Cardiac disease can be associated with IBD or can be a consequence of drug side effects, with over 100 cases of pericarditis and perimyocarditis reported in the literature [7]. In fact, up to one-third of patients may develop myocarditis during the course of their disease, and this can be clinically indistinguishable from 5-ASA-induced myocarditis [8].

Myocarditis is a rare but potentially fatal adverse effect of 5-ASA therapy that usually occurs within 2–4 weeks of initiation of treatment [8]. Although the mechanism remains unclear, it is postulated that cell-mediated hypersensitivity causes myocarditis, and this is thought to be more plausible than a direct cardiotoxic effect of the drug [9]. Studies have shown that cardiac complications of 5-ASA respond well to simple discontinuation of this medication, further supporting a hypersensitivity reaction [10, 11]. However, establishing a diagnosis of myocarditis caused by 5-ASA is particularly difficult because there are no specific findings derived from laboratory or cardiac imaging that are pathognomonic of this condition [12]. The key features to recognize are the onset of chest pain, dyspnea, or fever shortly after commencing the drug, usually within 28 days. Noninvasive imaging techniques such as echocardiography and CMR have a good diagnostic yield and can offer an alternative to myocardial biopsy, which is the gold standard but is rarely performed, owing to safety reasons [13, 14]. Cessation of the drug should ensue, and other causes of myocarditis should also be excluded, including viral myocarditis, vasculitis, or an extraintestinal manifestations of IBD.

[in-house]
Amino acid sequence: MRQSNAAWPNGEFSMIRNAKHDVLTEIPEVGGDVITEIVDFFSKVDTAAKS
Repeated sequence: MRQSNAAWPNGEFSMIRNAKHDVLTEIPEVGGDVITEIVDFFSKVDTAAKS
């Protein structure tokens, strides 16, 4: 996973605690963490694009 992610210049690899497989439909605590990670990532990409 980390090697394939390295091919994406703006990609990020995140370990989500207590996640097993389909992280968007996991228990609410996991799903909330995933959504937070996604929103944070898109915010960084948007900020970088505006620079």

Conclusions

The case of our patient illustrates that clinicians should be aware of this very rare but potentially life-threatening adverse effect of 5-ASA because this drug is widely prescribed for patients with IBD. It is vital to consider myocarditis in the differential diagnosis for chest pain in a patient taking 5-ASA because treatment is simply to discontinue the medication, which should improve symptoms rapidly within 24 h without leading to any permanent sequelae.

Abbreviations

5-ASA: 

Mesalazine

CMR: 

Cardiac magnetic resonance imaging

IBD: 

Inflammatory bowel disease

UC: 

Ulcerative colitis

Declarations

Acknowledgements

Not applicable

Funding

Not applicable

Availability of data and materials

Not applicable

Authors’ contributions

STR was the major contributor in drafting the manuscript and AM revised the manuscript and assisted in the final write up. SH was the senior author who reviewed the manuscript before submission. All authors read and approved the final manuscript.

Ethics approval and consent to participate

Not applicable

Consent for publication

Written informed consent was obtained from the patient for publication of this case report and any accompanying images. A copy of the written consent is available for review by the Editor-in-Chief of this journal.

Competing interests

The authors declare that they have no competing interests.

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Authors’ Affiliations

(1)
Imperial College Healthcare, St. Mary’s Hospital, London, UK
(2)
Barts Health NHS Trust, Whipps Cross University Hospital, London, UK